Mexican cartels start pushing heroin following U.S. marijuana legalization
There’s an increasing demand for heroin among addicts in the U.S. who can no longer access or afford prescription opioids.
JUAREZ, MEXICO – DECEMBER 21: Investigators and Policemen investigate the scene where a drug-related homicide occurred. The death industry is booming in the city of Juarez. Since Mexican President Felipi Calderon launched a ‘war on drugs’ at the start of 2007, Mexico has seen nothing but bloodshed—the number of murders has quadrupled in Juarez and doubled across the country—with approx. 1,600 deaths in 2008, Juarez is now the deadliest city in the world, per capita. (Photo by Shaul Schwarz/Getty Images)
The most popular recreational drug, marijuana, has always been a cash crop for the black market. But now that California has gone legit, cartels looking to make their quotas need new drugs to push. According to new reports, with the demand for black market cannabis going down, border territory cartels have pivoted to heroin and methamphetamine. Fields that used to grow cannabis have been changed to opium poppy farms. The poppies are made into heroin which is in increasing demand in the U.S. among addicts who were often prescribed opioids and can no longer access or afford them.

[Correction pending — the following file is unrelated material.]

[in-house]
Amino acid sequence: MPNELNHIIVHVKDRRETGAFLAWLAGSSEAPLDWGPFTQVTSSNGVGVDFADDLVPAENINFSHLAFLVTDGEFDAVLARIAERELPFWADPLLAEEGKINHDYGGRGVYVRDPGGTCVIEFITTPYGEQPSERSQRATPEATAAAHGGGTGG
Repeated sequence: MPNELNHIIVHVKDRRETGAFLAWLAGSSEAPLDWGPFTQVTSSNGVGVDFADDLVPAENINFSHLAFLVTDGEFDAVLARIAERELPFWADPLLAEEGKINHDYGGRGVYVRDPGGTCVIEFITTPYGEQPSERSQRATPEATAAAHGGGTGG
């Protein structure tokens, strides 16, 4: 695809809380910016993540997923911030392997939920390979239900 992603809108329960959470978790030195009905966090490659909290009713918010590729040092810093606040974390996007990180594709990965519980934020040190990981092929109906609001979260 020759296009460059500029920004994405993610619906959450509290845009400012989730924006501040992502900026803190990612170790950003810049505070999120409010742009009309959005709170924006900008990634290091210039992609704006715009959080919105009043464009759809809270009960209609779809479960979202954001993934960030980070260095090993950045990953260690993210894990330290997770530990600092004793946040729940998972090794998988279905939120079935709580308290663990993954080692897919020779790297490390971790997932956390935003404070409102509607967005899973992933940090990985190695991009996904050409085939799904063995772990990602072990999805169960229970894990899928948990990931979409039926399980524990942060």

New drugs also create a need for new drug routes. Since the arrest and extradition of El Chapo in 2016, a power vacuum has made many territories especially volatile. César Peniche, a Mexican state prosecutor in Chihuahua (a city not far from the Texas border), says that marijuana legalization is one of the factors pushing cartels further inland.
“(Criminal groups) enter the state of Chihuahua,” said Peniche, “and this causes confrontations. It’s creating conflicts between criminal organizations to win control of the routes because some markets have closed, but others have stayed open. This sparks violence.”
Experts widely recognize that cannabis reform and the opioid crisis in the U.S. are not the only reasons for the violence, but they are certainly contributing factors. The number of murders in Mexico has coincided with the black market transition from pot to heroin and methamphetamines. In 2017, there were 29,168 recorded murders in Mexico, the largest number since 1997 when the state began keeping track.
During his six years in office, Vicente Fox oversaw aggressive efforts to destroy marijuana crops in the Mexican countryside. Now, he’s become one of the most important voices for legalization in North America.
Homicides directly tied to drug trafficking were reduced by 41 percent.
He might have a chance.